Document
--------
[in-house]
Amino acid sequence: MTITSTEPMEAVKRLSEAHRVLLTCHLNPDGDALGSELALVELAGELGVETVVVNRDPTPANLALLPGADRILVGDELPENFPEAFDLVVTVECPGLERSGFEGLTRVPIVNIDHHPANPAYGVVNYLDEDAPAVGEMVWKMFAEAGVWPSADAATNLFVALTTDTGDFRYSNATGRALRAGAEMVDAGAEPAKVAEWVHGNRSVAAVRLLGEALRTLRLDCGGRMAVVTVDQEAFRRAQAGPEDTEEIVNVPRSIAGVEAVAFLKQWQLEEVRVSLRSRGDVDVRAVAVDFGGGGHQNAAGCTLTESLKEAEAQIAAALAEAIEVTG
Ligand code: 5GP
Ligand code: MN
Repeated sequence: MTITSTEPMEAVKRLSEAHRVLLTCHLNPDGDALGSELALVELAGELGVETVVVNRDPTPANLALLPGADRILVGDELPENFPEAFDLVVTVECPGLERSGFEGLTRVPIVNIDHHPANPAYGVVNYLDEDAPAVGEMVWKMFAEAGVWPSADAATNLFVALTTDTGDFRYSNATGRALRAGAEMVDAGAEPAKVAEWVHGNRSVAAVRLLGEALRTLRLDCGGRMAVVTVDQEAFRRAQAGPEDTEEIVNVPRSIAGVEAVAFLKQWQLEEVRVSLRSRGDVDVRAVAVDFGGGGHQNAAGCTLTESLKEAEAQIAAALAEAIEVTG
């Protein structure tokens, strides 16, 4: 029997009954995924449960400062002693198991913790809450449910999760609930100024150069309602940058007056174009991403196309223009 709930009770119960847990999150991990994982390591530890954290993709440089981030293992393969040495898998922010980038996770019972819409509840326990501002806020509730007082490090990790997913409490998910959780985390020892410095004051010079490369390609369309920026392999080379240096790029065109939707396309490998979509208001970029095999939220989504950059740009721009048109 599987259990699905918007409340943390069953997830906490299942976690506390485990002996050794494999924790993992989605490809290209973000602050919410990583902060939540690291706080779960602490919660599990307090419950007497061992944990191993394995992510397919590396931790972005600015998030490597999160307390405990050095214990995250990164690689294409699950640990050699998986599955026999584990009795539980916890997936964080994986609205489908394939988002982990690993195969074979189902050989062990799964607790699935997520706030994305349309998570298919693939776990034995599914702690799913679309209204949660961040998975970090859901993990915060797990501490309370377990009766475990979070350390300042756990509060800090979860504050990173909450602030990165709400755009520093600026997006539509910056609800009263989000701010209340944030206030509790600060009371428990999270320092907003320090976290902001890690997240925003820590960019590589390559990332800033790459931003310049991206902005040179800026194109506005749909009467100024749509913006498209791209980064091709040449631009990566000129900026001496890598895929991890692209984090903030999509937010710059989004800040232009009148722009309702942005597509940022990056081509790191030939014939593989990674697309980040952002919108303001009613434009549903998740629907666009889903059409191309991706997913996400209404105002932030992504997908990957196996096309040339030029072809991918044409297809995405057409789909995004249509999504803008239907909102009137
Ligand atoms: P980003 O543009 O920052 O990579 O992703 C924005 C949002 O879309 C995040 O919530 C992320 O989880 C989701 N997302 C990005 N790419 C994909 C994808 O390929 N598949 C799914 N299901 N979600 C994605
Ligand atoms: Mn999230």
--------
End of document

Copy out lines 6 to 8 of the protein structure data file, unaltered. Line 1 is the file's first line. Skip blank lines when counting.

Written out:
């Protein structure tokens, strides 16, 4: 029997009954995924449960400062002693198991913790809450449910999760609930100024150069309602940058007056174009991403196309223009 709930009770119960847990999150991990994982390591530890954290993709440089981030293992393969040495898998922010980038996770019972819409509840326990501002806020509730007082490090990790997913409490998910959780985390020892410095004051010079490369390609369309920026392999080379240096790029065109939707396309490998979509208001970029095999939220989504950059740009721009048109 599987259990699905918007409340943390069953997830906490299942976690506390485990002996050794494999924790993992989605490809290209973000602050919410990583902060939540690291706080779960602490919660599990307090419950007497061992944990191993394995992510397919590396931790972005600015998030490597999160307390405990050095214990995250990164690689294409699950640990050699998986599955026999584990009795539980916890997936964080994986609205489908394939988002982990690993195969074979189902050989062990799964607790699935997520706030994305349309998570298919693939776990034995599914702690799913679309209204949660961040998975970090859901993990915060797990501490309370377990009766475990979070350390300042756990509060800090979860504050990173909450602030990165709400755009520093600026997006539509910056609800009263989000701010209340944030206030509790600060009371428990999270320092907003320090976290902001890690997240925003820590960019590589390559990332800033790459931003310049991206902005040179800026194109506005749909009467100024749509913006498209791209980064091709040449631009990566000129900026001496890598895929991890692209984090903030999509937010710059989004800040232009009148722009309702942005597509940022990056081509790191030939014939593989990674697309980040952002919108303001009613434009549903998740629907666009889903059409191309991706997913996400209404105002932030992504997908990957196996096309040339030029072809991918044409297809995405057409789909995004249509999504803008239907909102009137
Ligand atoms: P980003 O543009 O920052 O990579 O992703 C924005 C949002 O879309 C995040 O919530 C992320 O989880 C989701 N997302 C990005 N790419 C994909 C994808 O390929 N598949 C799914 N299901 N979600 C994605
Ligand atoms: Mn999230």